By Shane O'Halloran
Sometimes it’s a punch. Sometimes a kick. On the good days they just breathe nasty words next to my ear. It depends on their mood really. On the very good days, there is nothing at all and I can stay in bed for a bit longer. But those days don’t really happen that much anymore.
I don’t mind it though. My mother used to call it tough love. That’s what they do, she would say, you just have to live through it. And always be grateful, no matter what. I am very grateful though. I have an important job. Without my long walks to the river, the family would not have any water. No water to drink, no water to bath, no water to wash away their sins. Also, no water means death. I see a lot of dead things on my daily trips to the river. They were not strong like me. They probably didn’t obey and fetch the water like they were told. I used to feel sorry for them but now I don’t feel anything at all. Stupid things really! Why couldn’t they just have done what they were told? Then they too would have an important job and a roof over their heads.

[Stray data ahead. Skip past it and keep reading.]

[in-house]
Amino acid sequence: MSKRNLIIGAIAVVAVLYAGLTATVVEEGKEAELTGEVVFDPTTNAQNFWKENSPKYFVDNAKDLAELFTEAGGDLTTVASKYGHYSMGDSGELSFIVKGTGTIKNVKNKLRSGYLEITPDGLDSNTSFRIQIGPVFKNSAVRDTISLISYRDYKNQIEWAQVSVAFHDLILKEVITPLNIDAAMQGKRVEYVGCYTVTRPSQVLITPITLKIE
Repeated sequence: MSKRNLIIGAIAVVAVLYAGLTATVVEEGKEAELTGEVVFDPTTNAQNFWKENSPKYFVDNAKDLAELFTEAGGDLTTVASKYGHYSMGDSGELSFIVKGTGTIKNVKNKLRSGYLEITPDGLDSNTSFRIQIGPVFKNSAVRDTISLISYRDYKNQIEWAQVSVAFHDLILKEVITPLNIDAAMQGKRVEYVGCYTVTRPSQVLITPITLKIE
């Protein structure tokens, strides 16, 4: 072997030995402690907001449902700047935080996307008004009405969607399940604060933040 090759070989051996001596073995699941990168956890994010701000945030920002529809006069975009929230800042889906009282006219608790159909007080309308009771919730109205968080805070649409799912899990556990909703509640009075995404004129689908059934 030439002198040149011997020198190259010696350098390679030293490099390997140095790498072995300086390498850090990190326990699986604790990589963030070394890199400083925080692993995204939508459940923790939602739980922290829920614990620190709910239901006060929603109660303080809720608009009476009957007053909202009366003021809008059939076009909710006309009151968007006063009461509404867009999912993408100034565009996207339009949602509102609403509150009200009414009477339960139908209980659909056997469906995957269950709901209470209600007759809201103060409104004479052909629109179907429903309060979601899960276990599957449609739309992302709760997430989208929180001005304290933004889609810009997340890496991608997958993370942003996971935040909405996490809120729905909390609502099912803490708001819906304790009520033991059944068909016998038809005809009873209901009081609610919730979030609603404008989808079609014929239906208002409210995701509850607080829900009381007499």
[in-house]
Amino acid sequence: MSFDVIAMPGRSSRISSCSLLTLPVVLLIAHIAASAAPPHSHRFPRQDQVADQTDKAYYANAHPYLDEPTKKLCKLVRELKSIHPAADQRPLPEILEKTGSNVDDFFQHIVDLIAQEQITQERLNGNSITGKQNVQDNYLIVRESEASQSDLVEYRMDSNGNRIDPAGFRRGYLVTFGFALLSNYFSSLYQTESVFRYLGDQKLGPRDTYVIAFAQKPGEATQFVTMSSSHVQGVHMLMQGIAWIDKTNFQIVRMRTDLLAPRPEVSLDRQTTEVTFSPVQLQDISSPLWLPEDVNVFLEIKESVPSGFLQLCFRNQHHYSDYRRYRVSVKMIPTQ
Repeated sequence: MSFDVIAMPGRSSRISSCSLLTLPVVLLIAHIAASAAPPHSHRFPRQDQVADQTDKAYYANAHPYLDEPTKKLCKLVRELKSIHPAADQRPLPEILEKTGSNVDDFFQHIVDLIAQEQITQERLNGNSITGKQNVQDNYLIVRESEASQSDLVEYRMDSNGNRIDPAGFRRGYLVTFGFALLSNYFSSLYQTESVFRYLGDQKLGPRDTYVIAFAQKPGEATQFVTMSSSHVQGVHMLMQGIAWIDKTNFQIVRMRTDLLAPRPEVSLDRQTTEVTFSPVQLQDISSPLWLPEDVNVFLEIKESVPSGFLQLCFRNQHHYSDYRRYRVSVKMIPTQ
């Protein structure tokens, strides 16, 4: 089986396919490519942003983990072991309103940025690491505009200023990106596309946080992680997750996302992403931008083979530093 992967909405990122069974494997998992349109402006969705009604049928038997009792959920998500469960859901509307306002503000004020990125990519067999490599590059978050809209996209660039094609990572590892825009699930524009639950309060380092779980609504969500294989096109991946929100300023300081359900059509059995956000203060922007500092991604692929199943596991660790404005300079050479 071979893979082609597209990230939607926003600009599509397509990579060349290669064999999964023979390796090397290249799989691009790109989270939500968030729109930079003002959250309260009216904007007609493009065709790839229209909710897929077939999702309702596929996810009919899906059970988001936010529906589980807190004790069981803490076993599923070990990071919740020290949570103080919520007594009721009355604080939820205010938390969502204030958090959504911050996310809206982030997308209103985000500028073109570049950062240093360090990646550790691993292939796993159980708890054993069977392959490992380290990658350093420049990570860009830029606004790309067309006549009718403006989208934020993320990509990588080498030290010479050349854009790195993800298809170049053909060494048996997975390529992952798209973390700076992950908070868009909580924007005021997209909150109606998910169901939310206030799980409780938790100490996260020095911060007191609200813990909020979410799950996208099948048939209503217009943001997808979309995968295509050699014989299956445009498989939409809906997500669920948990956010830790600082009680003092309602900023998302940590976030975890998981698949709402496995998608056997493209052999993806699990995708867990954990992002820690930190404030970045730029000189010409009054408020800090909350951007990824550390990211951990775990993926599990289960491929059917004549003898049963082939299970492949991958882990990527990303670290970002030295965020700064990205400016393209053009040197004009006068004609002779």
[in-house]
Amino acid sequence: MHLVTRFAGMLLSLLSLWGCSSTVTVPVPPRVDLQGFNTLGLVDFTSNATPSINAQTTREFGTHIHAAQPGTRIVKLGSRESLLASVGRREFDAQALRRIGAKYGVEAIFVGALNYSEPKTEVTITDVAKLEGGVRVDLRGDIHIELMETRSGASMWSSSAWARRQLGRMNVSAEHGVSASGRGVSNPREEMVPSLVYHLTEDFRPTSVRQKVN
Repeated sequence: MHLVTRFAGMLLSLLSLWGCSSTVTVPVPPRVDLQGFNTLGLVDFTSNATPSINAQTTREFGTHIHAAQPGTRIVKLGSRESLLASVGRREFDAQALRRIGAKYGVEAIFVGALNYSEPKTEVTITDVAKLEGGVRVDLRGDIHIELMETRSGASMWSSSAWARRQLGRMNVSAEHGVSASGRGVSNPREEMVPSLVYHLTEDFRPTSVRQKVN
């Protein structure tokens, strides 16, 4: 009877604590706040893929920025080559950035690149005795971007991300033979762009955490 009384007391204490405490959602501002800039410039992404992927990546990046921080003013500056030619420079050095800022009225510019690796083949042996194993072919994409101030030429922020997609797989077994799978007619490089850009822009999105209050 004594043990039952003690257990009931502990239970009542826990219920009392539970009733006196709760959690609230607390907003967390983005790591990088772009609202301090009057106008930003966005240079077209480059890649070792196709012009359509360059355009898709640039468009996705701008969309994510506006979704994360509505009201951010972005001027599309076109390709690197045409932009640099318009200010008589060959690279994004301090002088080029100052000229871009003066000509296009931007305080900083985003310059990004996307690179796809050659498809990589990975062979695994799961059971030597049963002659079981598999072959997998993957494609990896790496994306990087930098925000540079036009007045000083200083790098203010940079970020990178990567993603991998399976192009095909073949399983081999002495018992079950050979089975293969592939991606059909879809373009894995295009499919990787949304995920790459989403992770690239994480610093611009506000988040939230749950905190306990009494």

I was told never to enter the river myself. They will grab you and pull you down, the family say. I sometimes wonder what it must feel like to be pulled under and to see the world disappear. It must be thrilling! But I would never do something like that. What if I never came back? Then they would find another like me and give her my important job. I hate that thought. I am the only one who can carry the water. Without me the family have no water.
I love the morning walks. If I had a nose, I think I would like to smell the strange purple flowers that grow out of the dead things that line the path. I wonder about the flowers. I wonder why they are that colour and not another. Would they still grow even if the dead things were not there? Also, why does nothing else grow? No flowers or plants in the dusty soil. No nothing at all. I used to know the answer to that…or at least I think I did…no, I must have…oh, I can’t remember. It probably doesn’t matter anyway. Too many questions will rot your soul, my mother would say. Or was it that they would rot your teeth? Damn, another question I will never know the answer to.
Unfortunately the dead things don’t talk and neither does mother anymore.
Originally from Ireland, Shane O’Halloran is an aspiring fiction writer living in Berlin, Germany.